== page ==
Australia doesn’t have a Human Rights Act that protects human rights in law — it‘s the only liberal democracy in the world without one.
Human rights are the fundamental freedoms and protections that belong to all of us, ensuring everyone is treated equally, justly and with respect. Rights are about being treated, and treating others fairly and ensuring everyone has the ability to make choices about their own lives.
Current status of human rights in Australia
Which of our human rights are protected?
Australians currently enjoy very few legal protections for their basic rights.
Currently, Australia has anti-discrimination laws that only protect people from discrimination on the basis of their sexuality, gender, age, race, and disability. They do not protect all our rights, including our right to access healthcare, to an education, to a healthy environment, and the rights of children.
That means if you, or someone you love, suffers a human rights abuse, there’s not much you can do to hold those responsible accountable, or to get remedies for those abuses.
So, what can you do if your human rights are abused?
The short answer is not a lot.
If you complain about an abuse, the Australian Human Rights Commission (AHRC) can investigate. If that complaint isn’t resolved through a conciliation process, then complaints about discrimination may be taken to court. If your complaint involves a right that’s not the right to live free from discrimination, there’s nothing more you can do.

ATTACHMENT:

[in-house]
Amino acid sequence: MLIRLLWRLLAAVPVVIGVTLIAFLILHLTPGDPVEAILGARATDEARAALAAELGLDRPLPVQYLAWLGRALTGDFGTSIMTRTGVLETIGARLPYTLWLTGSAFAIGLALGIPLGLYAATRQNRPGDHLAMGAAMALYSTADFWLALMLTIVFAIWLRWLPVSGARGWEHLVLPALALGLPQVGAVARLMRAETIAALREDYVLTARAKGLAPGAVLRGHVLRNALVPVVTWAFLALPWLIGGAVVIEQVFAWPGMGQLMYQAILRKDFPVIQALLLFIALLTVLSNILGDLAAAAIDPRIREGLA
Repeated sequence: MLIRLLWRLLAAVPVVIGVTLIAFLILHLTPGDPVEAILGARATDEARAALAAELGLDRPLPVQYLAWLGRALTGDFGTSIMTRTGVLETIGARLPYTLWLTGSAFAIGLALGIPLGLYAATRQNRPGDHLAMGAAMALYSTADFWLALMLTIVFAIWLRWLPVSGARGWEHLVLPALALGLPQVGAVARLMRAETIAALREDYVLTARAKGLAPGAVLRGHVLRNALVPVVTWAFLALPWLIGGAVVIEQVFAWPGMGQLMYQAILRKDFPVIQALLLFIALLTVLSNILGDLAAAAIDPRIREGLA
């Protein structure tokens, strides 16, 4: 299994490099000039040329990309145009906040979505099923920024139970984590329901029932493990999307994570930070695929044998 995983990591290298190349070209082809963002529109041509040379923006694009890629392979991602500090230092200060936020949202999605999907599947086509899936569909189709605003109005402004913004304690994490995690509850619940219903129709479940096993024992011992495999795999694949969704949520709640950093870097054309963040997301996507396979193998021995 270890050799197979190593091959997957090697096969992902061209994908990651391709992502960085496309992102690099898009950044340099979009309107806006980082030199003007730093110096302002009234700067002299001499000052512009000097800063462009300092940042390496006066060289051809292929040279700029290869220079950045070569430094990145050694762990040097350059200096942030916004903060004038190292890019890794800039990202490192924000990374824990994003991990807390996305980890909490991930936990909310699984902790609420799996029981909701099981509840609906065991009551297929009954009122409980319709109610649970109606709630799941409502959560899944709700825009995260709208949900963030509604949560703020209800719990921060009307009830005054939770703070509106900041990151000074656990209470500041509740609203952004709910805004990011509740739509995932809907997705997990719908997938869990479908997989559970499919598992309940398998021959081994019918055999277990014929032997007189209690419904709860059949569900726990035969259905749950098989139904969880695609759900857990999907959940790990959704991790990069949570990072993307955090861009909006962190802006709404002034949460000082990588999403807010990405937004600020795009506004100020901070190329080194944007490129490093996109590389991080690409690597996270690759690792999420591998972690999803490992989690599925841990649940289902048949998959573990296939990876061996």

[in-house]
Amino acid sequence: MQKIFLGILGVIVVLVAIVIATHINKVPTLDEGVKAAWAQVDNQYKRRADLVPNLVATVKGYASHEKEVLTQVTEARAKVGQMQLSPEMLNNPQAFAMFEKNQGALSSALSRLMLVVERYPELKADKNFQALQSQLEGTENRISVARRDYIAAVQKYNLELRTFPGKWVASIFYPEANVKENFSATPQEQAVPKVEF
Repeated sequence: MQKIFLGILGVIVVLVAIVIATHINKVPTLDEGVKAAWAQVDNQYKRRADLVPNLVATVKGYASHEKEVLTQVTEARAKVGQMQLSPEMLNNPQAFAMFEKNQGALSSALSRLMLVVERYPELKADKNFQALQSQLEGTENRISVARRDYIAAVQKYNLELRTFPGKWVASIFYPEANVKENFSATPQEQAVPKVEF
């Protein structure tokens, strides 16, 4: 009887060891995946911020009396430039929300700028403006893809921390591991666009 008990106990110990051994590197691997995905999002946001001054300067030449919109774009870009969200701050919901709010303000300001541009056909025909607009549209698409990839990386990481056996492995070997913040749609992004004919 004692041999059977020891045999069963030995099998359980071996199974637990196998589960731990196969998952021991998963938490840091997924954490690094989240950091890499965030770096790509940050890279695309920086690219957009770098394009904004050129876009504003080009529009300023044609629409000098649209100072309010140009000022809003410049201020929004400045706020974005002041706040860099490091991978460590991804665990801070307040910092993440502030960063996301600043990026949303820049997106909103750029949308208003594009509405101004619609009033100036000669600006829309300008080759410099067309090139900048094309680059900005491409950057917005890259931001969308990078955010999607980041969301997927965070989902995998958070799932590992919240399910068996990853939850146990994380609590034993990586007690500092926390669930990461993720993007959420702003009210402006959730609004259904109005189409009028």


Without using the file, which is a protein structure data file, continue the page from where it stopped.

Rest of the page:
The current system is fundamentally flawed and doesn’t prevent human rights abuses from happening.
The time to protect human rights is now
Australia is in the midst of a housing crisis. As a renter, there isn’t much you can do if you’re threatened with eviction. National laws should protect the right to housing, so you have the ability to challenge forced evictions.
A Human Rights Act would put the power back in your hands and guarantee your right to housing, healthcare, education, and more.
From 2016 to 2019, the Morrison government issued 450,000 unlawful and incorrect robodebts. People were harassed by debt collectors and paid thousands of dollars, adding pressure at a time when Australians were struggling to keep up with the rising cost of living.
A Human Rights Act would require the government to consider the human rights impacts on vulnerable Australians before roll-out, and could have provided safeguards to help prevent robodebt to protect rights to social security and a decent standard of living.
The findings of the Aged Care Royal Commission in 2021 laid bare the abuses so many older people face in Australia under the aged care system. Abuse and neglect, sexual abuse, the use of chemical restraints.
A Human Rights Act would protect our rights in laws so older people and their families can challenge abuses, and ensure the right to safe, high quality care and services, to always be treated with dignity and respect, and to enjoy their lives in freedom and safety.
The Religious Discrimination Bill: LGBTQIA+ rights
In 2021, the Morrison government proposed the Religious Discrimination Bill supposedly protecting religious people from discrimination. In reality, it would give religious people the right to discriminate against others.
That Bill threatened LGBTQIA+ people, women, people with disabilities, and even other people of faith, and is a good example of how Australia’s patchwork of human rights protections don’t protect all our rights. Australia’s anti-discrimination laws don’t protect people from discrimination on the basis of their religious beliefs.
A Human Rights Act, by contrast, would protect people against discrimination based on their religious beliefs, but also protect the rights of LGBTQIA+ people, people with disabilities, and women.
Our vision for human rights: A Human Rights Act
What would a Human Rights Act actually do?
A single, national Human Rights Act would benefit all of us.
It would protect the rights of all Australians, giving us a tool to fight for the fundamental rights and freedoms that belong to all of us. It would also hold those in power to account, forcing the government to consider human rights in their laws, policies and practices.